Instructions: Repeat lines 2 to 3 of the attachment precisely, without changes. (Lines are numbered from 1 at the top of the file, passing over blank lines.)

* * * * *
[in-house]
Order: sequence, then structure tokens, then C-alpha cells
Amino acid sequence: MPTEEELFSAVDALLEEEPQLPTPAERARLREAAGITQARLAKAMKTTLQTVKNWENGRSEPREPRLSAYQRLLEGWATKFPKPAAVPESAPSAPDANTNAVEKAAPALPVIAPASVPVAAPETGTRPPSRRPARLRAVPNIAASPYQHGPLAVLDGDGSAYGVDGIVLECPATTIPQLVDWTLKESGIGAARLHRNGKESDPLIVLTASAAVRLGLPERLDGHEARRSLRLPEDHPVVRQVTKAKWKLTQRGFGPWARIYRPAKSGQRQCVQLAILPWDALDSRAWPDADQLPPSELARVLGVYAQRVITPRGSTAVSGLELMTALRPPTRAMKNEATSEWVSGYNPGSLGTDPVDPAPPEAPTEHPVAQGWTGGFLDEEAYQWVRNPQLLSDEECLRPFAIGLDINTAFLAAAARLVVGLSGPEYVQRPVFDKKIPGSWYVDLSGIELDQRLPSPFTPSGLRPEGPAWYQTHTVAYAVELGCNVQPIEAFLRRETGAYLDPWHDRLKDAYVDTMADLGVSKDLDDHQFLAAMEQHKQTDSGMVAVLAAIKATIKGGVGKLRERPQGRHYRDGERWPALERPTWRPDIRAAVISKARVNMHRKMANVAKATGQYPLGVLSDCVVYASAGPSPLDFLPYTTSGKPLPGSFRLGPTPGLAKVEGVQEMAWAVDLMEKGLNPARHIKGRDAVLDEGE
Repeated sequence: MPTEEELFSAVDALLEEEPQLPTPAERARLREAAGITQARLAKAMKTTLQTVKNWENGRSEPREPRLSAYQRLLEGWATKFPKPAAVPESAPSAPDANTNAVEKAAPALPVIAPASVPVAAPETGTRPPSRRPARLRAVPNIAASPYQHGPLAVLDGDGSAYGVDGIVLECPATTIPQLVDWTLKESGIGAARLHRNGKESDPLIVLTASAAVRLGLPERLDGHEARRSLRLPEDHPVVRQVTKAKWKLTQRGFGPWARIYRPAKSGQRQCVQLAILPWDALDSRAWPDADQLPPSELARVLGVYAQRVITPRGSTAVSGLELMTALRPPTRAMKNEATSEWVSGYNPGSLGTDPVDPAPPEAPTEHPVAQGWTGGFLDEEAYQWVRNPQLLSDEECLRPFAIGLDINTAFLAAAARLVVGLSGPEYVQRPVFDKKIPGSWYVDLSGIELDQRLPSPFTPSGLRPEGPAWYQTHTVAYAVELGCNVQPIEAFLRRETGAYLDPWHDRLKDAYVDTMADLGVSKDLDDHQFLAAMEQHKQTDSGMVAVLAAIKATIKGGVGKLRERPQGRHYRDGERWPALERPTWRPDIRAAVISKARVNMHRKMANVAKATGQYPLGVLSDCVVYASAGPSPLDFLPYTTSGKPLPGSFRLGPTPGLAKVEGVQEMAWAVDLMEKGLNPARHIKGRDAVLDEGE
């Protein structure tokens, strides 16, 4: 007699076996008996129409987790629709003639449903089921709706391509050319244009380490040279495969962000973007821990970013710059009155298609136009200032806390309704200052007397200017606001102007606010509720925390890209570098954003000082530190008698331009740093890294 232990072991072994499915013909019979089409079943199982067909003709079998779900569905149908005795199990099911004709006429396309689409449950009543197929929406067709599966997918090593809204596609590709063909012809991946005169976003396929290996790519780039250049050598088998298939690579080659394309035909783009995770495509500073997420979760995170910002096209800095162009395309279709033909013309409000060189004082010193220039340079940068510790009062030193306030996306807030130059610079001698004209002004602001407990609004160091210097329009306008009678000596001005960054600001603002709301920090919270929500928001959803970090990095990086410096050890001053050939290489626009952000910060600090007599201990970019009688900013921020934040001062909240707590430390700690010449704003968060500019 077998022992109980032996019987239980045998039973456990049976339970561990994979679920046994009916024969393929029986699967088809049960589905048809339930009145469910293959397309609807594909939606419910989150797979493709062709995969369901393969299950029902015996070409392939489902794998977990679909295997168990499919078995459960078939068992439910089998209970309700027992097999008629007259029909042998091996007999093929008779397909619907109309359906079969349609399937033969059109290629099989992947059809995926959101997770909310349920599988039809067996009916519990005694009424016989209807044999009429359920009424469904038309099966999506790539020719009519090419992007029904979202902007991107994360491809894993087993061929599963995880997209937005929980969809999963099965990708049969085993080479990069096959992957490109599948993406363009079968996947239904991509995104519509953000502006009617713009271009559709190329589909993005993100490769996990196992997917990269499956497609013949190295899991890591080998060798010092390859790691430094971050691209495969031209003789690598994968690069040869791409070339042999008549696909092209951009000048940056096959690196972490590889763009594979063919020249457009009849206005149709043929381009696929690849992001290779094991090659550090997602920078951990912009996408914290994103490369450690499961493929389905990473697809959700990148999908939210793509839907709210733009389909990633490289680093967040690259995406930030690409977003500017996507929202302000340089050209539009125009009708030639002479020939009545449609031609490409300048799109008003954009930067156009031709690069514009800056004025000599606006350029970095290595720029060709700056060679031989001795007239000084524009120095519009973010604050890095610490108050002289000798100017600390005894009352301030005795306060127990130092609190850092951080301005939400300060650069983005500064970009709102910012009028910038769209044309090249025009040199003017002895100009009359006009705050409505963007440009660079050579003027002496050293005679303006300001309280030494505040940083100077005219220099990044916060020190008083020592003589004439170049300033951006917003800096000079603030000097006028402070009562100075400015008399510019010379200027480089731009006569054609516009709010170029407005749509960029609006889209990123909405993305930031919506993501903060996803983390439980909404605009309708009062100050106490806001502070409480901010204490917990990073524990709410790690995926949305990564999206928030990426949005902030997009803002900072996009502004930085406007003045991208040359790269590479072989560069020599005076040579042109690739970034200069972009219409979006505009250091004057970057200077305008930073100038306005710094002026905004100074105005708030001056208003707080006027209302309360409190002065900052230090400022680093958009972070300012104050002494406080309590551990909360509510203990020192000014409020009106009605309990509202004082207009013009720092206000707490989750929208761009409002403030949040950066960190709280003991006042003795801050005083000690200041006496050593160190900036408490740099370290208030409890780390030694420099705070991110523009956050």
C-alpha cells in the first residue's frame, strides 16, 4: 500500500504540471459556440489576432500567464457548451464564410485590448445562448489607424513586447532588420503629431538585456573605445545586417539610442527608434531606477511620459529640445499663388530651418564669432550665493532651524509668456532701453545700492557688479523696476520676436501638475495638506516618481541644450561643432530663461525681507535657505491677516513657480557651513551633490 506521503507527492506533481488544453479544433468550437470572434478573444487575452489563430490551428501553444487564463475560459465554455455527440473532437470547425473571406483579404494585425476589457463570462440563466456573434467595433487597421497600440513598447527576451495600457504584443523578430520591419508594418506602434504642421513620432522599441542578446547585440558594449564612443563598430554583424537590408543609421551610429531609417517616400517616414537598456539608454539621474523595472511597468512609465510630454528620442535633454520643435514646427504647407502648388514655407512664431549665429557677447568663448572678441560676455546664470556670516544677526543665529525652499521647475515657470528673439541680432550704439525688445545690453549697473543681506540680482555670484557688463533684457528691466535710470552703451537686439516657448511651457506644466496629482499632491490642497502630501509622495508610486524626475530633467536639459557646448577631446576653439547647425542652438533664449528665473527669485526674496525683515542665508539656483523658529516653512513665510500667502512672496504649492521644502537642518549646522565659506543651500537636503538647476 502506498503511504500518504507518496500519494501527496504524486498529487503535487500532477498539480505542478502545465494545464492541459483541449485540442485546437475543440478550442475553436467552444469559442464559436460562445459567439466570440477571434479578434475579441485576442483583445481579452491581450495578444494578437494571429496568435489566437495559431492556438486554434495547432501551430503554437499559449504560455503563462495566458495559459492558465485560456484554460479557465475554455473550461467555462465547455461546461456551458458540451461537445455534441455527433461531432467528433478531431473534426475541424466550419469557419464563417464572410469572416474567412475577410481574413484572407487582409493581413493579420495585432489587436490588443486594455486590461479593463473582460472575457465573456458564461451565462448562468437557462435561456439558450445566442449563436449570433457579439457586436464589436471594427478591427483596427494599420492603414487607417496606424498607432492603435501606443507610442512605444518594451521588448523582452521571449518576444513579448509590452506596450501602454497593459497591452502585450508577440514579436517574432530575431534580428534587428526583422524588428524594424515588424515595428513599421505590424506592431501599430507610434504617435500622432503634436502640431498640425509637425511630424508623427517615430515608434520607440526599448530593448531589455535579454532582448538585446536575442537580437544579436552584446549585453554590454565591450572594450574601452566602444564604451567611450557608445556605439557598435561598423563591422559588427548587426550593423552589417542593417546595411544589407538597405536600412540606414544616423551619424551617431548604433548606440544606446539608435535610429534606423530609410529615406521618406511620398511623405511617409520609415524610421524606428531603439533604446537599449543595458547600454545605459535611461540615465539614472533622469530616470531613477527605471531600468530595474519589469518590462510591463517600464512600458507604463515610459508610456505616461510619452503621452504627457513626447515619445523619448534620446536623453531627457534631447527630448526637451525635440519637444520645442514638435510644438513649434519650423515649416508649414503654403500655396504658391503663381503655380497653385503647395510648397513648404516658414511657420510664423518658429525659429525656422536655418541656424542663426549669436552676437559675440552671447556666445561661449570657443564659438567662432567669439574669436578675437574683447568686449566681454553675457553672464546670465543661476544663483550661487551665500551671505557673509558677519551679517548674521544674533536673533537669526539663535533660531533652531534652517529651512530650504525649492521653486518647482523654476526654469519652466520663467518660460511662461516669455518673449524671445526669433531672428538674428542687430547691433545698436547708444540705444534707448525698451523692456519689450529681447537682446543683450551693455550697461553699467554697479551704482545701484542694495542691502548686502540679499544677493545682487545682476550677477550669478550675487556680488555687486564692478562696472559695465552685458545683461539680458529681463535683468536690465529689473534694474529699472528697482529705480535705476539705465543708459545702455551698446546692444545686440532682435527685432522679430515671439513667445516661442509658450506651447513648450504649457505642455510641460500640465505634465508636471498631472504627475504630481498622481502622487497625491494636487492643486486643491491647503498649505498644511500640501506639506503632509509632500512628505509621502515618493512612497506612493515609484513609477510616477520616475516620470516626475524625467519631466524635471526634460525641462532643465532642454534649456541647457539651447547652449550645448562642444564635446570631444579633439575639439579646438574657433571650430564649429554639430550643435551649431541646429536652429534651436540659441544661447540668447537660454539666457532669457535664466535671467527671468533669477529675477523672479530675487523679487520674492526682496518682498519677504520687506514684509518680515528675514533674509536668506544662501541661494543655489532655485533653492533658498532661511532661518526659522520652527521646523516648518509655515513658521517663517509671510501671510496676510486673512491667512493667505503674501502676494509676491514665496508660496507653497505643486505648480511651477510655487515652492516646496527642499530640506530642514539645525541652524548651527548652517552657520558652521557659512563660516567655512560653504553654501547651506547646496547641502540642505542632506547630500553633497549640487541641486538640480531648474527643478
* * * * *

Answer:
Order: sequence, then structure tokens, then C-alpha cells
Amino acid sequence: MPTEEELFSAVDALLEEEPQLPTPAERARLREAAGITQARLAKAMKTTLQTVKNWENGRSEPREPRLSAYQRLLEGWATKFPKPAAVPESAPSAPDANTNAVEKAAPALPVIAPASVPVAAPETGTRPPSRRPARLRAVPNIAASPYQHGPLAVLDGDGSAYGVDGIVLECPATTIPQLVDWTLKESGIGAARLHRNGKESDPLIVLTASAAVRLGLPERLDGHEARRSLRLPEDHPVVRQVTKAKWKLTQRGFGPWARIYRPAKSGQRQCVQLAILPWDALDSRAWPDADQLPPSELARVLGVYAQRVITPRGSTAVSGLELMTALRPPTRAMKNEATSEWVSGYNPGSLGTDPVDPAPPEAPTEHPVAQGWTGGFLDEEAYQWVRNPQLLSDEECLRPFAIGLDINTAFLAAAARLVVGLSGPEYVQRPVFDKKIPGSWYVDLSGIELDQRLPSPFTPSGLRPEGPAWYQTHTVAYAVELGCNVQPIEAFLRRETGAYLDPWHDRLKDAYVDTMADLGVSKDLDDHQFLAAMEQHKQTDSGMVAVLAAIKATIKGGVGKLRERPQGRHYRDGERWPALERPTWRPDIRAAVISKARVNMHRKMANVAKATGQYPLGVLSDCVVYASAGPSPLDFLPYTTSGKPLPGSFRLGPTPGLAKVEGVQEMAWAVDLMEKGLNPARHIKGRDAVLDEGE